But that’s not all. Calum Maddock, gardens expert at suggests, ‘Make sure to put the pots in a sunny spot to warm the foliage and magnify the smell. This also allows you to move the plant if cats change their entry point to your property. Hopefully, they will eventually give up and find an easier place to hang out.’

Plus, it’s best to plant Coleus caninus between March and June - which means that now is the prime time to get your natural cat repellant in place.

Cat in garden with tulip

(Image credit:

However, it’s important to note that the scaredy cat plant isn’t 100% effective. Experts suggest that it will only deter around two-thirds of all cats, as certain behavioural factors will also impact the cats that come and go from your garden.

Dr Linda Simon, Team Vet at Pooch & Mutt, explains, ‘This plant is known to be a deterrent to cats, who dislike its natural aroma. It can help to some extent but won't always be effective at keeping cats out of the garden. This is especially true if a cat is used to coming to the garden and sees it as part of their territory.’

‘For those who really do not want cats, they might consider this plant alongside other deterrents such as wet soil, prickly brushes and shouting or clapping whenever the cat arrives in. People should also avoid leaving any food out (bird feed, for example), as this can attract cats.’


What does scaredy cat plant smell like?

As the scaredy cat plant is a member of the mint family, you might assume that it smells like mint. However, that’s not the case at all.

Some have noted that the scaredy cat plant smells like dog urine, while others have stated that it smells like gone-off eucalyptus. Whatever the case, it doesn’t smell pleasant.

Although cats can smell this all the time, humans can only really smell the scaredy cat plant when it’s touched or bruised. Because of this, it shouldn’t be too much of an issue to have in your garden.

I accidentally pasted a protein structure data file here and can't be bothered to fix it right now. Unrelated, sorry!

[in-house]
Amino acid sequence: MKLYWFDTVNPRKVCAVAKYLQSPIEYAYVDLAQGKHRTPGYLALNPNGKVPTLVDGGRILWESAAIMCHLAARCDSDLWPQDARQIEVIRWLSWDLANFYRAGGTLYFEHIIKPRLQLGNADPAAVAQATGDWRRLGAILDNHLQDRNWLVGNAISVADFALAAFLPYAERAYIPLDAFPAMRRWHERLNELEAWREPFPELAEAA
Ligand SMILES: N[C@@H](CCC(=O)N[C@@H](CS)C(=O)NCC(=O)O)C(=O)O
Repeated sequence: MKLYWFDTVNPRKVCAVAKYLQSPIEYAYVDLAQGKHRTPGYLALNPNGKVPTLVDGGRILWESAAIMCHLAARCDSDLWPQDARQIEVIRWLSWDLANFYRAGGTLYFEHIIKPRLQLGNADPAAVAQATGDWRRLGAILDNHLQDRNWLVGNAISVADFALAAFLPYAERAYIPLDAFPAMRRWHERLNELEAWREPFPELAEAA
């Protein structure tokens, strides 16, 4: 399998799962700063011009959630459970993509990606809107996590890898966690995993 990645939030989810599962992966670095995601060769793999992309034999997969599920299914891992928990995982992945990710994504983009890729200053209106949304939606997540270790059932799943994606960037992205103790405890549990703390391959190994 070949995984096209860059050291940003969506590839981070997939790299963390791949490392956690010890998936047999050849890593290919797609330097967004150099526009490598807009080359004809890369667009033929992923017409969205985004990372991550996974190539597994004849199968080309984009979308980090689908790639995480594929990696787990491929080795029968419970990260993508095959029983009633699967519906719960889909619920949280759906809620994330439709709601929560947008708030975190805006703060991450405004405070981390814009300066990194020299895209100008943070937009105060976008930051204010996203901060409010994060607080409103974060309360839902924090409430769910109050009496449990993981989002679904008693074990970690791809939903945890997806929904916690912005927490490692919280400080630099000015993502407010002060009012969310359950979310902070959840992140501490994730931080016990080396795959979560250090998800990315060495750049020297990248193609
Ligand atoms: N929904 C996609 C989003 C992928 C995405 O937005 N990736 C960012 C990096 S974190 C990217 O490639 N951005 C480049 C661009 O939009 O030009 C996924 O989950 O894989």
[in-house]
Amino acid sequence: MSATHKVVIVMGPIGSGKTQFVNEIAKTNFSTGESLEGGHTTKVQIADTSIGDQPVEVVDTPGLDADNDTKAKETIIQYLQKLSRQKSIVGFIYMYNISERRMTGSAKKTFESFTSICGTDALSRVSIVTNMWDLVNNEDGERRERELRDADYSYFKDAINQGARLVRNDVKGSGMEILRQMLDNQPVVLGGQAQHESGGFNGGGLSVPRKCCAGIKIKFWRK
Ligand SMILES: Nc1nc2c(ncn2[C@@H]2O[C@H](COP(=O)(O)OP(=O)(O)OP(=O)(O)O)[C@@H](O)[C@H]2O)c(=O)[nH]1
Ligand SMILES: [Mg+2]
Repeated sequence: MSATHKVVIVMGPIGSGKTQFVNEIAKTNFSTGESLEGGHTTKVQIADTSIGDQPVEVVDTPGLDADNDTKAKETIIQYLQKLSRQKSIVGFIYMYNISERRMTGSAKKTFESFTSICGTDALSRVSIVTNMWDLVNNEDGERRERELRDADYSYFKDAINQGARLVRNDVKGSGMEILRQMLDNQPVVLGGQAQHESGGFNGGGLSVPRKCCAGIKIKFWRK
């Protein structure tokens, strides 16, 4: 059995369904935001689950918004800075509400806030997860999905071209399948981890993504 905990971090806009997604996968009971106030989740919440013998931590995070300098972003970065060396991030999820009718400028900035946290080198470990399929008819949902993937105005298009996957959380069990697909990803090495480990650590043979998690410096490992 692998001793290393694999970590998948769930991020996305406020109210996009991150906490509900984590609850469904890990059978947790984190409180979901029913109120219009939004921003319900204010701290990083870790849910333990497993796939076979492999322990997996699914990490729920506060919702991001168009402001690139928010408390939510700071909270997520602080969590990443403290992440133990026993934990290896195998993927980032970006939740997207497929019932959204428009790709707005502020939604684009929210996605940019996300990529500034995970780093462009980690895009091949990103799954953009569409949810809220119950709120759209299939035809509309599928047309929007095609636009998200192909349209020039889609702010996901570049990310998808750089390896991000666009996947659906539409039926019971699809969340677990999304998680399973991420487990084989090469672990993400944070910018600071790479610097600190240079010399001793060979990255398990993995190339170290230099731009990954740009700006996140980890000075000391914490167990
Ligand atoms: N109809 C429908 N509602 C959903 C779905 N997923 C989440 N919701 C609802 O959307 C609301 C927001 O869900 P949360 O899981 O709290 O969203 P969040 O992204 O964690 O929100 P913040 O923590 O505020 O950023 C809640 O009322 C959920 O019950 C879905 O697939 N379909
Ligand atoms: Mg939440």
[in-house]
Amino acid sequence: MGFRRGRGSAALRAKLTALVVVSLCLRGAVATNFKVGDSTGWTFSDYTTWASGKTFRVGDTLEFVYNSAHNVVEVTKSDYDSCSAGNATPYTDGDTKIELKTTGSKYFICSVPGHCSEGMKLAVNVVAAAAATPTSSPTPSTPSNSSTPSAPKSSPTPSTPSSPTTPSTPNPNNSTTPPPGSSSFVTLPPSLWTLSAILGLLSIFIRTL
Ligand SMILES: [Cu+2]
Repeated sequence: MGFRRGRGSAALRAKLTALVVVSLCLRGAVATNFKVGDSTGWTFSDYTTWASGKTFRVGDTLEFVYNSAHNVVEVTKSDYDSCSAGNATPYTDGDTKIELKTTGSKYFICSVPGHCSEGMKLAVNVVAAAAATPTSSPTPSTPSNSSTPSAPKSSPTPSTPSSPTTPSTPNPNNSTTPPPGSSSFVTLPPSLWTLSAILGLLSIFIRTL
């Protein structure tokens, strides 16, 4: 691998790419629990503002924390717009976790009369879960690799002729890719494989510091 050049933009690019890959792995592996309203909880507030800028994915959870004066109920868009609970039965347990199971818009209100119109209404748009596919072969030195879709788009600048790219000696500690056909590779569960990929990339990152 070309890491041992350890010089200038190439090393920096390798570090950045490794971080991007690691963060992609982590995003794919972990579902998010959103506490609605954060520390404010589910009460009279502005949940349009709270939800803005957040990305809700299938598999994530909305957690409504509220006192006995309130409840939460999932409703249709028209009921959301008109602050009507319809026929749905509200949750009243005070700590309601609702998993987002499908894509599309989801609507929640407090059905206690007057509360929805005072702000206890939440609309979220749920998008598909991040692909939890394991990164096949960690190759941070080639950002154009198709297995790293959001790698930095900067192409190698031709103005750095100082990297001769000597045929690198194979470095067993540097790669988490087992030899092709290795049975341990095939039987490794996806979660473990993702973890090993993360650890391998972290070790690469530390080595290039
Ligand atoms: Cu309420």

Is scaredy cat plant poisonous to dogs?

As the smell of the scaredy cat plant is so pungent, dogs will also steer clear of it and avoid it at all costs. For this reason, you don’t have to worry too much about your dog getting too close to it.

If your dog’s inquisitive nose does take it to the plant, you’ll be happy to know that it’s not poisonous. However, it can cause mild irritation and stomach upset, so just keep an eye on your dog if it gets too close.

So, if you want to stop cats pooping in your garden, it’s time to scare them off with the scaredy cat plant!

Lauren Bradbury

Lauren Bradbury is a freelance writer and major homes enthusiast. She graduated with a Bachelor’s degree in English and Creative Writing from the University of Chichester in 2016, before dipping her toe into the world of content writing. After years of agency work, writing everything from real-life stories to holiday round-ups, she decided to take the plunge and become a full-time freelancer in the online magazine world. Since then, she has become a regular contributor for Real Homes and Ideal Home, and become even more obsessed with everything interior and garden related. As a result, she’s in the process of transforming her old Victorian terraced house into an eclectic and modern home that hits visitors with personality as soon as they walk through the door.